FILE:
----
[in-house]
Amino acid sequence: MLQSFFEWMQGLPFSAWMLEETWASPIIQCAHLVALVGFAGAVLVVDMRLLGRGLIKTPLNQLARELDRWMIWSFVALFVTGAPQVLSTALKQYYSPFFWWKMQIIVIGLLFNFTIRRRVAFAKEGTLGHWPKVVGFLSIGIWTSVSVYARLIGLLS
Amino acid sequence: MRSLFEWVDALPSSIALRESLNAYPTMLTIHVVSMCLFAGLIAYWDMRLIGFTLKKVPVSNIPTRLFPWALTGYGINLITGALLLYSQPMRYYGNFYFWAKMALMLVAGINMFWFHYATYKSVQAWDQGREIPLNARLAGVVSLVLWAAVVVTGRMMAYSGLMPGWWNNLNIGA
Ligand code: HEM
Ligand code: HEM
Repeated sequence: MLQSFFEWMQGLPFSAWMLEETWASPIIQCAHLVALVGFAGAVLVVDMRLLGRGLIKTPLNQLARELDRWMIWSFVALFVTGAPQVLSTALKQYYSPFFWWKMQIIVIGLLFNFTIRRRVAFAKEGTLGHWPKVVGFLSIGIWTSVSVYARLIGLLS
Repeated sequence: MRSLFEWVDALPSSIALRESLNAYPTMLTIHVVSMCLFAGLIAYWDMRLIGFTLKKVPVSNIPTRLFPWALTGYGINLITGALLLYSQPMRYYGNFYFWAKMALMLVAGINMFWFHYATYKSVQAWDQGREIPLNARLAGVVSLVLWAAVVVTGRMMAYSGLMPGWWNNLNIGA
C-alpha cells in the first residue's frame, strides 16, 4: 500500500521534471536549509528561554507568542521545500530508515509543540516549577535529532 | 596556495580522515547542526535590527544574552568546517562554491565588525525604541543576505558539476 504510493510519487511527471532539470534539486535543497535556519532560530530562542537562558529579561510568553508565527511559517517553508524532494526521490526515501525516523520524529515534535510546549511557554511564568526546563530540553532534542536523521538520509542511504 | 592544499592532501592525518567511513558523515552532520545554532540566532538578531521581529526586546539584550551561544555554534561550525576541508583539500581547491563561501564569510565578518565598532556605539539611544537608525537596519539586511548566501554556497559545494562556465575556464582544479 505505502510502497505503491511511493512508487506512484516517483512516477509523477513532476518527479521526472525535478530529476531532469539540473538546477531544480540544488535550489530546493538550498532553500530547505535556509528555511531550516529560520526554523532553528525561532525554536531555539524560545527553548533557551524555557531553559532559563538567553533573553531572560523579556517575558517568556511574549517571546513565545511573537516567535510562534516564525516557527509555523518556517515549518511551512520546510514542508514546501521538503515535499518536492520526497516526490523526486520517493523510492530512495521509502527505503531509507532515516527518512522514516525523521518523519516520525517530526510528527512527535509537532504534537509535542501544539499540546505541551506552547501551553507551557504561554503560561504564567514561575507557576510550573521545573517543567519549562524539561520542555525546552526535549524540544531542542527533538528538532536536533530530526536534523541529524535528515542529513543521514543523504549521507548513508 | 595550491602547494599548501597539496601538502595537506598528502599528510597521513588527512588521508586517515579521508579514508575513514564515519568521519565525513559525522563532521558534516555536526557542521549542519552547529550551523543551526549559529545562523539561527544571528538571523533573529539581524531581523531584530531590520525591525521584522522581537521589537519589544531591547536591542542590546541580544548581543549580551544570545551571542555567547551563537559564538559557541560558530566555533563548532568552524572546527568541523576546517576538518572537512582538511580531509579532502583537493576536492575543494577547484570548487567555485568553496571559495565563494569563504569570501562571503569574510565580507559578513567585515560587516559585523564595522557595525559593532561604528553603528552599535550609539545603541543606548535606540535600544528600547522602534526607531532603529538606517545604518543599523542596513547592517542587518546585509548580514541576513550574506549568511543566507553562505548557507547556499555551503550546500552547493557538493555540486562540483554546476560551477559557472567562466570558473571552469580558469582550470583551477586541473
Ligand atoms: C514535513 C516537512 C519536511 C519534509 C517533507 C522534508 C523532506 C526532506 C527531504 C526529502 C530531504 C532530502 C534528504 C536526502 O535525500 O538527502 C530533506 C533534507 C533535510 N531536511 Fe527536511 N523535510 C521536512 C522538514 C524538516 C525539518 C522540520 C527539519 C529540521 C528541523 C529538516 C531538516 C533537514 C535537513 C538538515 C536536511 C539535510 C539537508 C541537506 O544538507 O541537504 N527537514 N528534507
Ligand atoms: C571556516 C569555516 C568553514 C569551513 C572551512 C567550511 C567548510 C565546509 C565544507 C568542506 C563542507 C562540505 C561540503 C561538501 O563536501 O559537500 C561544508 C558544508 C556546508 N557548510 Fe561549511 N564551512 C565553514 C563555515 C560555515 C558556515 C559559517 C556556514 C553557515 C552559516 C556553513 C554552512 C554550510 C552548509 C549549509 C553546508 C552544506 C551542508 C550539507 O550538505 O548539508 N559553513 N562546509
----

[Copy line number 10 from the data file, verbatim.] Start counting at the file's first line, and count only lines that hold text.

Ligand atoms: C571556516 C569555516 C568553514 C569551513 C572551512 C567550511 C567548510 C565546509 C565544507 C568542506 C563542507 C562540505 C561540503 C561538501 O563536501 O559537500 C561544508 C558544508 C556546508 N557548510 Fe561549511 N564551512 C565553514 C563555515 C560555515 C558556515 C559559517 C556556514 C553557515 C552559516 C556553513 C554552512 C554550510 C552548509 C549549509 C553546508 C552544506 C551542508 C550539507 O550538505 O548539508 N559553513 N562546509